NPL delinquencies are now at a multi-quarter low
Q2FY15 PAT: R31 bn, + 31% y-o-y, 13%>JPMe (JP Morgan estimates). SBI reported a significant beat on costs and fees. Asset quality stress persists but incremental delinquencies seem to have stabilised. Operationally, the main positive signs were the improvement in fees and costs—the weak loan growth was expected and looks transient. We remain OW (overweight) and this stays our top PSU pick—we raise our price target by 10% to R3,400, backed by 3%/4% EPS (earnings per share) hikes for F16e/F17e.
Fundamentals bottoming out. Some key long-term weak points have started to improve. Fee growth was a strong 18%, with some granular retail components gathering momentum. Opex growth—a major drag between FY10-FY13—moderated to 3%. Asset quality is still weak but incremental delinquency is stabilising and a rates rally could drive an early recovery. Gross delinquencies during the quarter declined by 70 basis points and stood at 2.5%; however, restructuring was higher at 1.4% vs. 1.2% in the previous quarter. The management is de-risking the balance sheet by reducing exposure to mid corporate & SME segment.
Constructive management action: At the core of our positive stance is a number of management initiatives which are long-term positives. Three main focus areas: (i) Cost focus—both at the big picture level with technology-driven efficiency, and with granular cost-cutting initiatives, (ii) exercising pricing power on fees, deposits and lending—may take time to harvest but upside is large, and (iii) introducing more rigour in credit procedures—too late for this cycle but would strengthen the bank long term and drive better structural valuations.
EPS/PT changes: Our EPS hikes of 3%/4% for FY16/F17 are mainly due to lower credit costs. Our revised PT (price target) of R3,400 is based on a P/B (price-to-book multiple) of 1.3x (Sept-16 book) for the banking business and R105 for the insurance.
Asset quality: Incremental asset stress still high and unsustainable over the medium term. The silver lining was that NPL (non-performing loan) delinquencies were at a multi-quarter low. Restructuring was elevated but flat q-o-q—the medium-term trend clearly indicates that the momentum is flagging.
Mid-corporate and the SME segment remain the sore points– the management sees a recovery only when the economy starts doing better. Low capacity utilisation and high receivables are clogging the cash pipes for many of these borrowers. Agri NPLs spiked this quarter but the management expects it to ease in H2 on resolution of AP/Telengana issues and a good winter crop.
Fee income: Core fee growth was quite strong at 19% y-o-y. The retail components like remittances were the key drivers, overcoming the drag from loan origination fees which is linked to corporate lending. Forex income was up very strongly, largely due to a low base. Bond profits spiked quite sharply driven by benign yields—the momentum should continue into H2. Recoveries from written-off accounts were strong—the management is focussing on this area and expects the momentum to quicken in H2F15e.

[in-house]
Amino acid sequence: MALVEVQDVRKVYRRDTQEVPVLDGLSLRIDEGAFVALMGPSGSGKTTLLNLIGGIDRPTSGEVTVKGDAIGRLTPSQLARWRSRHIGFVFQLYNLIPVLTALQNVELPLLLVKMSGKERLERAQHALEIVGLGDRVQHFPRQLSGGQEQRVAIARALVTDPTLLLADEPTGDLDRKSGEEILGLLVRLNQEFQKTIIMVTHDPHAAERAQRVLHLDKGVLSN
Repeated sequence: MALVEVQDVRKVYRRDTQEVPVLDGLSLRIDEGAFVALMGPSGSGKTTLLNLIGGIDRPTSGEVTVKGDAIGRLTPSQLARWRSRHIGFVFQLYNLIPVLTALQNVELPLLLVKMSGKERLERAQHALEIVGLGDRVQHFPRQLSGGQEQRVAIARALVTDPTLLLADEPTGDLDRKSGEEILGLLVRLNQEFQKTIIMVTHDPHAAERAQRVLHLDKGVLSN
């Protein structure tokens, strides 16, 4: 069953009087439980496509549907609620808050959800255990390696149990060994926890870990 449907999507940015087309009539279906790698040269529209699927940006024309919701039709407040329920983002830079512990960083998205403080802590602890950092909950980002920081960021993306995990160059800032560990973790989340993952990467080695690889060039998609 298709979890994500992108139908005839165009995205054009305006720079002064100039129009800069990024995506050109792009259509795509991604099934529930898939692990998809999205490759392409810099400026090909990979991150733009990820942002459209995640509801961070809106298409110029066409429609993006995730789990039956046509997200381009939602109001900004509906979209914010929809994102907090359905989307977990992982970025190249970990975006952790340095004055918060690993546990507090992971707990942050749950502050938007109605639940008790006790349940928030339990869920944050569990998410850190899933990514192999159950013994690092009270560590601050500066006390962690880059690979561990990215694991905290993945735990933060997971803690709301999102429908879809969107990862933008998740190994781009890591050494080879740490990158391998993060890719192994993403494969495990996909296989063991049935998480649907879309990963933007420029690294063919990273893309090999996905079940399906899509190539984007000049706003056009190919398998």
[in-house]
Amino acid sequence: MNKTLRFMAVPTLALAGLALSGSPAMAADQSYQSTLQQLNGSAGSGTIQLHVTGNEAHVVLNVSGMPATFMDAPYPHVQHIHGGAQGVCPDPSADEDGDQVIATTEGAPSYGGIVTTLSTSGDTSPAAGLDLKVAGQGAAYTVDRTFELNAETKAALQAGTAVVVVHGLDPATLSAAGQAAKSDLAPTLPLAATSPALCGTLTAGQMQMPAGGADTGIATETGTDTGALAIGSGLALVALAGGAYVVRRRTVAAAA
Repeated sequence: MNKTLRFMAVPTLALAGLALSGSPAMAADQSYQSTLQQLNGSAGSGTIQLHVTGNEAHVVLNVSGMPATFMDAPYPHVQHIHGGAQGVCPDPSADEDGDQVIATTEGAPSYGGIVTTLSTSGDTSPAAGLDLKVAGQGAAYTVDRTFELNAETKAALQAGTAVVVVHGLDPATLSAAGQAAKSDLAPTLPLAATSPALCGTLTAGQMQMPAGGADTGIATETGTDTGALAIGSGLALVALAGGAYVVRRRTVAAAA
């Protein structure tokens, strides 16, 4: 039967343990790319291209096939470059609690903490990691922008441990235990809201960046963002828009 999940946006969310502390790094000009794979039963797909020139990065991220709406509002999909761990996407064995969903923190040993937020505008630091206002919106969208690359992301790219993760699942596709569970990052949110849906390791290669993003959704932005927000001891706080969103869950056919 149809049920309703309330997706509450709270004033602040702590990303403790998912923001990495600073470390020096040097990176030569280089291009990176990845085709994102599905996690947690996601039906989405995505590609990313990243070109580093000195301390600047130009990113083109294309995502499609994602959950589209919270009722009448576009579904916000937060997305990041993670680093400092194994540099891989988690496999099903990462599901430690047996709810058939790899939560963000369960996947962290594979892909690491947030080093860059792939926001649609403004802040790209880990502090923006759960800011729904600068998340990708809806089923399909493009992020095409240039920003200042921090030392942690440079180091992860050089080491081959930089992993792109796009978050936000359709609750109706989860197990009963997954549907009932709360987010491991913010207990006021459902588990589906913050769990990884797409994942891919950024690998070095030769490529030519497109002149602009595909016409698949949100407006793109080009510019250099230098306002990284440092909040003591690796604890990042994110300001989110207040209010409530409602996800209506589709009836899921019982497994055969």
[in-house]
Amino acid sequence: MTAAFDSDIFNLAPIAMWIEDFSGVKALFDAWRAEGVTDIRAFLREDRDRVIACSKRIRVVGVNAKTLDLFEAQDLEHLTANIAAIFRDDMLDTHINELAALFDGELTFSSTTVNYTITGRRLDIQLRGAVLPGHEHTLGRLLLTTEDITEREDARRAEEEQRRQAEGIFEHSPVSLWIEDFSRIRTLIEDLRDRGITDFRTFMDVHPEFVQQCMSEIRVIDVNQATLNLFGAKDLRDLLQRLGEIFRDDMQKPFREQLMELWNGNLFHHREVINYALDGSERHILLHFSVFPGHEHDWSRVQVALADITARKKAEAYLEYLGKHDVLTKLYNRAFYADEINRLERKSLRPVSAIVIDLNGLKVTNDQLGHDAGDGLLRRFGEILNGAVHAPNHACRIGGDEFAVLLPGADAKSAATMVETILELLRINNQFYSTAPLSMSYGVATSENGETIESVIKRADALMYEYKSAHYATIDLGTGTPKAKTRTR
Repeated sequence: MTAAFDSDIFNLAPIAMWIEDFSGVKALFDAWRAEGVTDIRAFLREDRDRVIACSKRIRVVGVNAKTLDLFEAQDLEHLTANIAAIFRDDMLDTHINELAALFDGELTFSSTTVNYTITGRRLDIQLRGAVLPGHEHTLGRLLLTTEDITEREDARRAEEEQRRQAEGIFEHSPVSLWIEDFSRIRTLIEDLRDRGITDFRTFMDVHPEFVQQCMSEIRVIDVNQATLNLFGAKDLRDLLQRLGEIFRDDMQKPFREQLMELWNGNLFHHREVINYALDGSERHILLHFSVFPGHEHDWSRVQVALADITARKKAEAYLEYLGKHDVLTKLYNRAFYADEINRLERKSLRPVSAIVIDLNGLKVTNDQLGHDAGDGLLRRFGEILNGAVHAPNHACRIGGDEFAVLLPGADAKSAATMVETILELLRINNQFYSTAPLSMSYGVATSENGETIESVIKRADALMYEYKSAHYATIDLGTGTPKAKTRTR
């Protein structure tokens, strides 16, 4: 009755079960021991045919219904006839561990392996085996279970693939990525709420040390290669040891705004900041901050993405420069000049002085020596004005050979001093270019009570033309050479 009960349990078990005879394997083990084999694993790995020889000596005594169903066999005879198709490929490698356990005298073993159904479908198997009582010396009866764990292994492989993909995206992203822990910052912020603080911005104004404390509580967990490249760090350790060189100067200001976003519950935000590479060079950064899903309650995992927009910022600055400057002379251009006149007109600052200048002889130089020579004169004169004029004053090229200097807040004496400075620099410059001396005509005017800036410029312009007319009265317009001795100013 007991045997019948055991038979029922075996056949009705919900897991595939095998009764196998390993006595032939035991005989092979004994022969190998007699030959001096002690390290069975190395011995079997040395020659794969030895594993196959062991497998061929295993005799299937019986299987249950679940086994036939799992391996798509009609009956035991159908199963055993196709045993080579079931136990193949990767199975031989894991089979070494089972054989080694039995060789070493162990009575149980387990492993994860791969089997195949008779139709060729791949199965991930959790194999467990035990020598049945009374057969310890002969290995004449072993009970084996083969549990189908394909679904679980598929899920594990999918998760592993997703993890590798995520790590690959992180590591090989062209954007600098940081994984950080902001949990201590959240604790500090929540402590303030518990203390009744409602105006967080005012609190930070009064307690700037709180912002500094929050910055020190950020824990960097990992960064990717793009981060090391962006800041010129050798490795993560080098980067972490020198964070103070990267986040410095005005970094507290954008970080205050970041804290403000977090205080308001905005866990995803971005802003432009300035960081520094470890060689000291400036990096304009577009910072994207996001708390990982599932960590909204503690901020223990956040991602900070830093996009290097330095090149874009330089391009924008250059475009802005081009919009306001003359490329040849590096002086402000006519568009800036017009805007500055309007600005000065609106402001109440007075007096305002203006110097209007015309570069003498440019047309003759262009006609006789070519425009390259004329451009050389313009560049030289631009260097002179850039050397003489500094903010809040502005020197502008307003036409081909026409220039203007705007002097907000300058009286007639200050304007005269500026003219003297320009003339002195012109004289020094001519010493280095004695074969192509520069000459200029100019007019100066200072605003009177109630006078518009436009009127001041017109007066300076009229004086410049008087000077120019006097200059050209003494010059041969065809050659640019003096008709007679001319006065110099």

Opex: Wages were flat, driven by retirements—replacements are at a lower cost incidence. As the bank leverages technology in the coming years, this could be a major value creator. Pensions were down sharply y-o-y—there still is some risk of a year-end spike on falling bond yields. Overheads were up 14% y-o-y—10% ex-ATMs. The new regulations limiting free ATM usage could drive costs down for the bank—the management sees it from this perspective rather than a revenue generation one.
Margins: Domestic margins were slightly down q-o-q, driven by falling LDRs (loan-deposit ratio) and derisking of the book. COF (cost of funds) remained sticky as flows into retail TDs (term deposits) were strong. International margins were up 12bp q-o-q, largely due to a weak base effect. There is some momentum and there should be a 20 bp uptick in H2F15e, according to management. There was a 2 bp q-o-q downtick in aggregate NIMs (net interest margins) because of the higher funding costs. SA momentum was quite strong; the CASA (current account savings account) ratio remained muted due to higher growth in retail term deposit.
Loan growth: Headline loan growth was weak at 9%, while system loan growth was slow, SBI’s deceleration was more pronounced. Domestic growth was especially weak at 7% y-o-y. The management attributed it to (i) derisking of the book and an overall cautious approach of the bank (ii) weak demand, reflecting the overall economy and (iii) aggressive recovery attempts leading to some shrinkage of exposures and (iv) a base effect as Q214 had seen a switch by large corporates from CPs (commerical paper) to loans—the reverse happened in Q2FY15. Segmental trends: the large corporate book grew, a bit surprisingly—draw downs by existing projects was a key reason. The SME/mid-corporate book continues to consolidate, hit by weak demand and stretched credit metrics.
Capital: Thanks to the low loan growth, CAR (capital adequacy ratio) was very comfortable at 10%. The bank has been given clarifications by the RBI on AT1 bonds—some of these issues have been resolved. The bank has taken an enabling resolution for a capital raise but is non-committal on the timing and format.